Perseverance Leads to Success
For Phillips, the opportunity for PWP to raise their game has always been there—parents in need of affordable, quality childcare is abundant within the community. But despite a great track-record and services in high-demand, accessing the necessary capital to support growth hasn’t been simple. Like Phillips, a disproportionate share of entrepreneurs working in childcare are women of color, a group that has historically faced the double disadvantage of gender and racial bias that limits access to traditional capital.
Traditional capital doesn’t always work for the childcare industry, especially in the early stages of business. For childcare centers that can apply for small business or traditional bank loans, the economics of the industry make it difficult for entrepreneurs to satisfy traditional underwriting criteria. Earlier in her career, Phillips encountered more hurdles than anticipated when applying for an SBA loan to expand her services. The process resulted in $10,000 of unrecovered costs to satisfy rigorous loan requirements. Most SBA loans only reach a small segment of the childcare sector —the largest and most established operators who often manage regional or national chains of childcare programs. This leaves most childcare businesses unable to access this type of funding without dipping into their cash reserves to meet the often-expensive health and safety standards needed to qualify. All the while, urgent capital needs, children in need of care, and facilities improvements mount.
Despite setbacks, Phillips wouldn’t let herself be deterred by the obstacles of the financial industry. She explains, “One bank didn’t work out, so I went to the next bank. I was determined to go through the financial industry until someone saw the value that I saw—which is we were a business in play for 29 years at that time, and we are worthy of funding.”
Unlike traditional banks or SBA loans, many CDFIs like Reinvestment Fund, are working to craft training and technical assistance programs that, together with loans, target the specific needs of childcare businesses. The Fund for Quality and ECE Loan Fund are two collaborations that illustrate how different sectors can work together to support high quality childcare.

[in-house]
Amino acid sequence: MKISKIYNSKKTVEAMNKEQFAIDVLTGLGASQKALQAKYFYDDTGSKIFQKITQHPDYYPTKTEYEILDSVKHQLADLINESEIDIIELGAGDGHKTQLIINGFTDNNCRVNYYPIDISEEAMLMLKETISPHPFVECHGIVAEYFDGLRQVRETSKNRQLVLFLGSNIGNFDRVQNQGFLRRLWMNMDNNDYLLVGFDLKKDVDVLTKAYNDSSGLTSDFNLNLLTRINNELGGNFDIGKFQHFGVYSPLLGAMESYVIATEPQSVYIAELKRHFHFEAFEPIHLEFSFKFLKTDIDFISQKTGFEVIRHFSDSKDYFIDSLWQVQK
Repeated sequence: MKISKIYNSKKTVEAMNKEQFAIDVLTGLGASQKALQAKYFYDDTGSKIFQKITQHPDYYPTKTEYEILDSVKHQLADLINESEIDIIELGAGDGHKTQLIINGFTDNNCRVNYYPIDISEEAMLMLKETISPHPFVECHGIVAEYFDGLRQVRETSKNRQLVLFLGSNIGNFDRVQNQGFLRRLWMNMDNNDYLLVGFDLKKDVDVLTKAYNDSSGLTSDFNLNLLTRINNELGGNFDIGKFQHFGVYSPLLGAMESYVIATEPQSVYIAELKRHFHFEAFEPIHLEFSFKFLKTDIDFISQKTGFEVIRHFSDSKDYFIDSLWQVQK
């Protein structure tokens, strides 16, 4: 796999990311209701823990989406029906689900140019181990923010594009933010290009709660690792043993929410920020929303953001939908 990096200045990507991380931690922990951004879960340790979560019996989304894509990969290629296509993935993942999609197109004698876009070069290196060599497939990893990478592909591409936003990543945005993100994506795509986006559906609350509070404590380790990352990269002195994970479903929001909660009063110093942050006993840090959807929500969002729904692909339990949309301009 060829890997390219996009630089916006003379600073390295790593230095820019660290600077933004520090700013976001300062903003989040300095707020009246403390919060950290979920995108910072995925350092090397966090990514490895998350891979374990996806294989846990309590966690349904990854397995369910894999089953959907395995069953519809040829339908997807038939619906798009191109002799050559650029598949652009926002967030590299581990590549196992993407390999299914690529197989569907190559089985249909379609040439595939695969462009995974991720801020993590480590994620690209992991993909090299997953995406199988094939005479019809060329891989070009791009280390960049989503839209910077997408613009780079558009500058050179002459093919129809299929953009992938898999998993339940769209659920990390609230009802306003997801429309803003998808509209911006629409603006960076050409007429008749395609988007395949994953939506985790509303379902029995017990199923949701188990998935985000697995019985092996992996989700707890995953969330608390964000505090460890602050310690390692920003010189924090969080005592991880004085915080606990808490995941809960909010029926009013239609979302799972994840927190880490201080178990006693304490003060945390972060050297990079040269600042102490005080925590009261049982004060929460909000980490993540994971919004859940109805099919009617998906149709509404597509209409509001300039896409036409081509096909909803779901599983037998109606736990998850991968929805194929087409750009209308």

Today, Phillips is an advocate for this approach, and through her story, she hopes to help other childcare business owners find mission-aligned financial institutions that see their value too.
Phillips’ achievements as an entrepreneur is a success story for the childcare sector and for West Philadelphia, that has historically faced socio-economic barriers to accessing capital. But PWP’s success took perseverance, and Phillips’ story of growth despite a system working against her, can shed light on the cross-organizational ecosystem necessary to support a thriving childcare sector—as well as the gaps and barriers that still exist.
FFQ is a partnership between Reinvestment Fund and Public Health Management Corporation (PHMC), supported by funding from the William Penn Foundation and Vanguard Strong Start for Kids Program™. By providing business planning support and facilities-related financing, FFQ supports high-quality early care and education providers with expanding their services to reach more low-income families.
The National Children’s Facilities Network (NCFN) and NCFN Executive Committee Member Reinvestment Fund have undertaken a research project to identify and map the financial institutions and intermediaries that help finance the childcare industry — including the childcare business operations and physical facility spaces. Stakeholders and community leaders can use the mapping tool to identify the sources of capital supporting childcare businesses in their community.